Wicker and rattan is a firm favourite for all kinds of garden features, such as furniture, but had you considered it as a garden edging material? It can actually be the ideal choice for those looking for a subtle, natural finish, yet is available in many shades so can also be used to provide a quick pop of colour too.
Low maintenance, rot resistant and easy to install, this is a great, lower-cost option too.
8. Use bricks and setts for a rustic look
Stone or brick setts give a lovely natural look to the garden and add a sense of imperfect charm — they also pair brilliantly with a whole host of other materials, such as flagstones, gravel and terracotta bricks and look great with loads of different garden paving ideas too.
They are also easy to lay, low-maintenance and ideal for holding back gravel from spilling over onto your lawn or pathways. Choose from rustic, reclaimed setts (blue setts can look stunning teamed with rich red bricks) or more formal 'dressed' setts. They come in all kinds of materials too, from sandstone to limestone and in shades to complement any garden planting scheme.
9. Create curves with half-log edging
Log roll edging is a quick and easy way of tidying up the garden and can be used for paths, lawns and flowerbeds — plus it is perfect for those after budget garden ideas as it is very cost-effective.
Rolls of garden edging come in all kinds of sizes and designs too so whether you are creating a border between a pathway and a grassy spot or a raised planted bed you will easily find something to suit — just be sure to check you are buying one with a good length anti-rot guarantee.
This 30cm high log roll is from Forest Garden and comes in a pretty 'half log round' design. It is supplied in rolls of 1.8m and costs £26.49.
10. Conjure up classic vibes with rope top edging
Decorative rope top edging looks beautiful in classic and traditional style gardens. While solid stone and terracotta edging in this style can be pricey, a cheaper alternative it to use concrete edging designed to mimic the appearance of these materials.
This style of garden edging can be used to define pathways, borders and lawns.
11. Soften the garden's edges with pretty planting
For a more organic, natural-looking garden, use patio planting ideas to soften the boundaries between the various materials and areas around your garden with flowers and foliage that spill over the edging.
When it comes to the best edging plants to use, this should very much be a choice you make based on the overall style of your garden. Plants that looked controlled and manicured look great with contemporary garden schemes, while billowy and frothy grasses look pretty and informal.
Fragrant edging plants are great when used around a patio or pathway, sending a trail of perfume out and around the space — herbs such as thyme and rosemary look pretty, smell lovely and can help add another level to your cooking too.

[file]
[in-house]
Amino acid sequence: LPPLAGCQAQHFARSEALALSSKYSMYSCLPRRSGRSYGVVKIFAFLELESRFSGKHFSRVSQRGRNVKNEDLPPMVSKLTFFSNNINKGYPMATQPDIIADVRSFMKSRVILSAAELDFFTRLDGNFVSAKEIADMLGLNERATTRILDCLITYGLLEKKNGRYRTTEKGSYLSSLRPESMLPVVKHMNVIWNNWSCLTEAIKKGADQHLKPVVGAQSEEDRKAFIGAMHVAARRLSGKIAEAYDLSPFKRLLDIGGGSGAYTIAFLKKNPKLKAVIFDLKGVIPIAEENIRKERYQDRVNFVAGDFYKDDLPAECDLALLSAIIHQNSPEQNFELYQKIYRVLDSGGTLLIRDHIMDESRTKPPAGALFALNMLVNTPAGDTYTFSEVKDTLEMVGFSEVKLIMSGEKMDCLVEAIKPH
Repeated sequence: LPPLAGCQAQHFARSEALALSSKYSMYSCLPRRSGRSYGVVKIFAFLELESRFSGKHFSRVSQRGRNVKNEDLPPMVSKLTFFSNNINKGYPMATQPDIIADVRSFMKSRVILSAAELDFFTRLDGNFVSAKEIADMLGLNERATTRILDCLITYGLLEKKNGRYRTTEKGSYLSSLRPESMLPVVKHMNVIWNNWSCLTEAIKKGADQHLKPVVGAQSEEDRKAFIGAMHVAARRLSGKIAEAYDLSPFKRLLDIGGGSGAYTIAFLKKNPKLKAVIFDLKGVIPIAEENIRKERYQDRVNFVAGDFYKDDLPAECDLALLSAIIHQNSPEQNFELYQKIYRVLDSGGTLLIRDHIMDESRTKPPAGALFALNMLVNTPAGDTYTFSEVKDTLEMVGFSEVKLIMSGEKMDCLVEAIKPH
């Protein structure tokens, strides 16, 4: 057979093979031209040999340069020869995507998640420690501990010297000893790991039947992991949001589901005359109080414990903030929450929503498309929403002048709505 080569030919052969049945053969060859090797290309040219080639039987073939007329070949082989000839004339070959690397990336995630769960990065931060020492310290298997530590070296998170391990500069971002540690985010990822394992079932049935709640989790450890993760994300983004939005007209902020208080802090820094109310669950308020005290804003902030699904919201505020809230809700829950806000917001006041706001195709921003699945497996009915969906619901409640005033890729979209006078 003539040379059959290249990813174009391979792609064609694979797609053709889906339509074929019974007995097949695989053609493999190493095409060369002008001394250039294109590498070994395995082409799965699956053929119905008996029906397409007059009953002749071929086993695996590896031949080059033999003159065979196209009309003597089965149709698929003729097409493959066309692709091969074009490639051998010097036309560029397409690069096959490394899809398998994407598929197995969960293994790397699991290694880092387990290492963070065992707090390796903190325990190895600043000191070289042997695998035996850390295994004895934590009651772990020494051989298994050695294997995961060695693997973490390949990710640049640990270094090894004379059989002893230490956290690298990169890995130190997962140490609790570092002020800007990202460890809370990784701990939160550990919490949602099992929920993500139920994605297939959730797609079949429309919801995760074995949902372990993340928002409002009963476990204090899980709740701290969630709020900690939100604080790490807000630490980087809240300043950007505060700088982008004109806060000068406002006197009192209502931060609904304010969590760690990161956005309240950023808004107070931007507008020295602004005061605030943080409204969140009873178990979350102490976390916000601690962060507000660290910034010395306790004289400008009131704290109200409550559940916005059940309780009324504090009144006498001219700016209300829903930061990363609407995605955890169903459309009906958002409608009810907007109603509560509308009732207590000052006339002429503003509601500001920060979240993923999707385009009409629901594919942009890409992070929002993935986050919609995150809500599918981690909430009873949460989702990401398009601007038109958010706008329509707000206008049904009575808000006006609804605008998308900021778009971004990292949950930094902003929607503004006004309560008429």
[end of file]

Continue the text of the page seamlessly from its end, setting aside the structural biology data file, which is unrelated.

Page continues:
12. Smarten up borders with bamboo
Bamboo is a fantastic budget-friendly option for those after a smart contemporary garden edging idea. It gives a pleasingly uniform finish yet, being a natural material, lends itself well to being nestled into a number of different planting schemes — it also looks striking when combined with bamboo fencing.
It is usually sold in rolls and is designed to simply be pushed down into the ground.
13. Define your lawn with garden lights
Using your garden lighting ideas as part of your garden edging design is a brilliant way to define and highlight your spaces and your carefully chosen plants.
Using garden lighting alongside pathways is a pretty yet practical idea that makes your garden more useable as the sun sets. Your edging lights only need to emit a soft glow in order to draw the eye to your borders which is why solar lights are the perfect choice — they won't need wiring in and can be placed wherever needed.
This set of four Mini London Solar Post Lights from Solar Centre can keep your garden or patio lit up for up to 10 hours.
14. Hold back flowers with mini fences
Using low-level metal fences to contain plants, shrubs and flowers with a tendency to flop over onto lawns is a pretty way to address the issue.
Many of these products come with spiked feet making them easy to simply push into the ground (a mallet will also probably come in handy). You can also forget about the worry of rotting wood.
15. Instantly tidy up your garden with domed edging
Timber edging is perfect for a subtle, natural-looking finish that can blend in well with pretty much any kind of landscaping scheme. While rustic sleepers and old reclaimed planks add lots of character, can they can be expensive and hefty to install.
If you are on a budget, timber edging that is sold in lengths usually comes with spikes on the bottom and is designed to be easily hammered into the ground.
This Domed Top Border Edging from Forest Garden adds a nice soft finish to borders, is pressure treated and comes with a 15-year anti-rot guarantee — ideal for those after low maintenance garden ideas.
16. Make rubber your flexible friend
If you hadn't considered rubber as a garden edging material before maybe now is the time. Long-lasting and versatile, rubber garden edging is bendy meaning it can be manipulated to snake around your beds and borders, following the lines of your garden. It is also a great low-maintenance option.
17. Use raised paving to edge your lawn space
You can actually use your patio areas and pathways as a form of garden edging — a well-placed, slightly raised paved area or walkway connecting one area of the garden to another will clearly define spaces. Of course, as with any garden edging, in order to remain looking tidy and smart you will need to keep any grass that is abutting it under control.
You could use good old-fashioned shears to give the grass around your raised patio a trim, or take the slightly easier route by opting for an electric grass trimmer such as the NETTA 2in1 Grass Shear & Hedge Trimmer from Amazon.
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Natasha is Homebuilding & Renovating’s Associate Content Editor and has been a member of the team for over two decades. An experienced journalist and renovation expert, she has written for a number of homes titles. Over the years Natasha has renovated and carried out a side extension to a Victorian terrace. She is currently living in the rural Edwardian cottage she renovated and extended on a largely DIY basis, living on site for the duration of the project. She is now looking for her next project — something which is proving far harder than she thought it would be.